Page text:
Now fast forward ten years or so and hopefully you can stand really proud on all the things you have learned while being in the workforce or a business owner. It seems fair to assume you are familiar with a new software program. You likely have found ways to please customers and/or communicate with your team or boss. In this time, you probably are PC and Mac Proficient as well as now you can lead a webinar on Zoom like the next guy.

Joyful learning is a precious gift in times of boom or bust. As adults and professionals we make too little use of it. While the joy is a worthwhile end in its own right, joyful learning can also be used to ignite individual careers and collective productivity. Sparking learning joy, earning flexibly, and contributing productively are timelessly valuable pursuits, and are being felt especially acutely now.”

This is great advice from the article “The Simple Joy of Learning on the Job” from the Harvard Business Review and there is no better time to really challenge our personal efforts on creating joy at work than in the current climate. There is a lot out of our control but something that we can consider – what would bring us more joy in the daily grind?

Ideas:

  • Make sure everyone in your meetings knows how to create a virtual background on Zoom (because those are way more entertaining than you would ever expect).
  • Give yourself a chance maybe once per week to watch a TedTalk on a creative process around art, film, music, entertainment (or any industry that you go to for comfort).
  • Log in and click around to see if there is anything you want to learn more about on LinkedIn Learning, Udemy or Dabble.
  • Try to attend at least one webinar every six months from the professional organization you are in and have on your LinkedIn profile but honestly just haven’t made the time for it.
  • Consider taking Adobe up on their offer for two months free of Creative Cloud.
  • If you’ve had entrepreneurial desires, is now a time to ask a family or friend if you can help them with anything as they may be shifting their business to include more (or all) virtual offerings?
  • Consider ways to cheer up colleagues by themed dress code for meetings (Hat Day, Team Sports sweatshirt, Halloween costume day) or consider starting/ending meeting with music.

This article is not meant to imply that everyone needs to learn a new coding language or how to pull insights on big data (albeit those things may interest you too). The idea here is to find our joy again and bring it in to our new workspaces which for some of us, that means at home.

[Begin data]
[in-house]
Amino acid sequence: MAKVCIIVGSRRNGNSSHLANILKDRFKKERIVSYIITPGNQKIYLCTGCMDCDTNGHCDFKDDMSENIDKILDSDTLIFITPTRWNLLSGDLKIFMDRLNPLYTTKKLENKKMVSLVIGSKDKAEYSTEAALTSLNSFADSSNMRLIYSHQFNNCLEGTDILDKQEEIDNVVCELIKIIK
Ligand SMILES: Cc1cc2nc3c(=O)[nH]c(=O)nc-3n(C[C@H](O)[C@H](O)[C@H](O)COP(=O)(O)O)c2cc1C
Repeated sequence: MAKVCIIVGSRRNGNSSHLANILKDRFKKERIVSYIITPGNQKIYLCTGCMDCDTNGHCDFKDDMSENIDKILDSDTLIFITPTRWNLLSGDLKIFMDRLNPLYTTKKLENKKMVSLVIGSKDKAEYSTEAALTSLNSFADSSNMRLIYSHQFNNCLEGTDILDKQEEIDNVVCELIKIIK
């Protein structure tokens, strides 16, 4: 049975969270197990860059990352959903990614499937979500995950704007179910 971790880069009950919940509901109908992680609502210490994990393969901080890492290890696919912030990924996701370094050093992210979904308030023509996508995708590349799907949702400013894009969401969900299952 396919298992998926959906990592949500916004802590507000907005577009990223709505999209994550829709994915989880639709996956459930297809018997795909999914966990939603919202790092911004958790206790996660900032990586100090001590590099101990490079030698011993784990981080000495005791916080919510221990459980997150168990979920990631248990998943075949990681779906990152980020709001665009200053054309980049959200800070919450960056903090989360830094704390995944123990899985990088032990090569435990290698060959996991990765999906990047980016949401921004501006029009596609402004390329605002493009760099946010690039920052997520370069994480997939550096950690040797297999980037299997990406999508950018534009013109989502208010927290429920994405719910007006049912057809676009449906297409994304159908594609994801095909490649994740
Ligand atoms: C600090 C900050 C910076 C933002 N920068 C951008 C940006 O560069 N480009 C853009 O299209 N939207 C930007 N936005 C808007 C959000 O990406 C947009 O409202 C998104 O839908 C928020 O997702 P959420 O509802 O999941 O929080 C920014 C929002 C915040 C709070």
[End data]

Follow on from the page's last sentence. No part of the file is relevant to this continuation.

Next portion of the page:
If you feel you may have lost your sense of joy, this Design Your Life Workbook has really user-friendly design thinking prompts to help you journal and think through what brings you joy – or even remind you what were things that brought you joy that didn’t necessarily equate to work. It was created for a Career Exploration class at Stanford. The authors also just published this book: Designing Your Work Life: How to Thrive and Change and Find Happiness at Work.

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Op/Ed

You lost a rockstar employee – don’t lose the band too

(OPINION / EDITORIAL) Bands lose lead singers all the time, and sometimes are the better for it. Your business can rally too in the wake of losing a star employee.

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Smiling rockstar employee accepting paper from off screen.

Turnover is one of the largest expenses a business may have to prepare for; a study by Employee Benefits News estimates that the dollar amount is equivalent to a third of an employee’s annual salary. Indirect costs arrive alongside this, which can include the loss of employee knowledge and added expenses to invest in searching for a replacement. The recruitment process can be lengthy and has many steps and phases, and hiring may require paying bonuses, higher salaries, or providing additional benefits.

As many as 40% of employees quit in their first year, and when all is said and done, it might be 50-70% of that employee’s salary might suddenly be lost.

This can present a large problem if a top performing and well liked employee – what some recruiters might call a rockstar employee – leaves. Under the worst scenarios, it can cause a domino effect; remaining employees might begin to question why that person chose to make their exit, and this may manifest as a series of departures. From a management standpoint, this is catastrophic, and can lead to missed deadlines, an increased burden on the remaining staff, and generally result in less quality output.

Contingency plans should be in place to help mitigate this situation, and all companies should – at some point – consider what their best options are to stop a destructive downward spiral. Jokingly – if a little morbid – this is sometimes referred to as the bus factor, which literally confronts this question by asking what happens if ____ were hit by a bus tomorrow? After all, if your critically vital employee suddenly could not show up again – literally never again – what can you do to prevent cascading effects?

Let’s consider the best things to do in this situation in order to prevent insert-your-favorite-natural-disaster-term-here when you suddenly learn your unicorn is on their way out.

Ask Questions and Listen

First and foremost, it’s best to ask the rockstar employee why they are leaving and make a sincere effort to understand their decision. The benefits of exit interviewing are known and can help immensely in this area. Even under the best circumstances and with an employee leaving without any negative reasons, there is likely still something they’d like to see improved, and this can be applied to those who remain.